' Scan for shared cells
    oCriteria.IncludeType msdElementTypeSharedCell

    Set oEnumerator = ActiveModelReference.Scan(oCriteria)
    Do While oEnumerator.MoveNext
    	'	Normal or Shared cell is referenced by oEnumerator.Current
    	ScanCells = True
    Loop
End Function

Scan for Named Cells

If you want to look for a cell where you know the exact name of the cell, you can provide the name to the scanner …

' Scan for Normal and Shared cell elements 
Public Function ScanCells (ByVal name As String) As Boolean
    ScanCells = False

    Dim oCriteria                           As New ElementScanCriteria
    Dim oEnumerator                         As ElementEnumerator

	' Scan for named cell
	oCriteria.IncludeOnlyCell name

    oCriteria.ExcludeAllTypes
	' Scan for normal cells
    oCriteria.IncludeType msdElementTypeCellHeader
	' Scan for shared cells
    oCriteria.IncludeType msdElementTypeSharedCell

    Set oEnumerator = ActiveModelReference.Scan(oCriteria)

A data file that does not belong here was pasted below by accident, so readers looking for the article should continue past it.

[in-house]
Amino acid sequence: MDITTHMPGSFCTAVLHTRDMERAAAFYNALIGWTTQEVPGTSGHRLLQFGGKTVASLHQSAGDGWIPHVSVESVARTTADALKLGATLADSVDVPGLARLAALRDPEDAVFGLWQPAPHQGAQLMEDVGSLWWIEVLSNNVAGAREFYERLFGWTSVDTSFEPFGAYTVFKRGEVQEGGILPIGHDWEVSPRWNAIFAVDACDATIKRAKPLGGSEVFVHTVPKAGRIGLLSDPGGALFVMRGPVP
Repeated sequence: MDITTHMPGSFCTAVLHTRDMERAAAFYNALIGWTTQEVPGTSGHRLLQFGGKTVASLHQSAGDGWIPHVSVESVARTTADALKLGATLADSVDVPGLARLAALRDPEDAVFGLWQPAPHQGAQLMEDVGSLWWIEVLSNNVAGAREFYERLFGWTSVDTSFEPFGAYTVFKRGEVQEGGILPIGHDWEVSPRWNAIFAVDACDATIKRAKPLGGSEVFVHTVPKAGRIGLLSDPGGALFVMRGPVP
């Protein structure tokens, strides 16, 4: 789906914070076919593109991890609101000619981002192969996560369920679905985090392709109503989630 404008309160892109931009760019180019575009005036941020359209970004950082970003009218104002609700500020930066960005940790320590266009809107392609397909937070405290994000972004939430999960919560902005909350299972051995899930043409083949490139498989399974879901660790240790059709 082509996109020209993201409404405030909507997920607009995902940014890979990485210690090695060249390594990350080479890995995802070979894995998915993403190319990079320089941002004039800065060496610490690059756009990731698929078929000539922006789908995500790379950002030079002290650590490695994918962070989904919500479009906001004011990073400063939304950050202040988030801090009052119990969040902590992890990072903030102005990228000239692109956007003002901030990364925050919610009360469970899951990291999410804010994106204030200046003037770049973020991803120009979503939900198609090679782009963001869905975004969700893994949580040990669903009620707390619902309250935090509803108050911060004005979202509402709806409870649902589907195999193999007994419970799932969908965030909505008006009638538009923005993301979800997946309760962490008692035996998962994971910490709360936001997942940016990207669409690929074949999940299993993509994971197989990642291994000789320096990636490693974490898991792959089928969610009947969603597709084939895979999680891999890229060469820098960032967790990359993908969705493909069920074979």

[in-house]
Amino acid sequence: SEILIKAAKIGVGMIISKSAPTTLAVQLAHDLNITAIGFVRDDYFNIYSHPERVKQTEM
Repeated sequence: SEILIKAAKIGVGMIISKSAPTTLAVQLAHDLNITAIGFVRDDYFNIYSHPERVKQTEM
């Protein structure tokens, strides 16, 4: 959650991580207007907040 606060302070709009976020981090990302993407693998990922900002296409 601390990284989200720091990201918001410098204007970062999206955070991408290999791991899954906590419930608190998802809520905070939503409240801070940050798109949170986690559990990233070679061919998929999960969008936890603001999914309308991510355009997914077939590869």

Do While oEnumerator.MoveNext
    	'	Normal or Shared cell is referenced by oEnumerator.Current
    	ScanCells = True
    Loop
End Function

Scan for Named Cells with Wild-Card

What happens if you don't know the exact name of the cell, or you want to find cells having names like "ABC"? The ElementScanCriteria provides no string comparison methods, so you must take another approach. If you want to look for a cell where you don't know the exact name of the cell, you can provide string with a wild-card. By wild-card we mean something like "ABC*", where the asterisk means 'zero or more characters'. Then, examine each cell returned by the scanner, and compare its name with your wild-card …

' Scan for cell elements with a wild-card
Public Function ScanCells (ByVal wildCard As String) As Boolean
    ScanCells = False

    Dim oCriteria                           As New ElementScanCriteria
    Dim oEnumerator                         As ElementEnumerator

	' We can't use IncludeOnlyCell because it wants an exact cell name
	'oCriteria.IncludeOnlyCell name

    oCriteria.ExcludeAllTypes
	' Scan for normal cells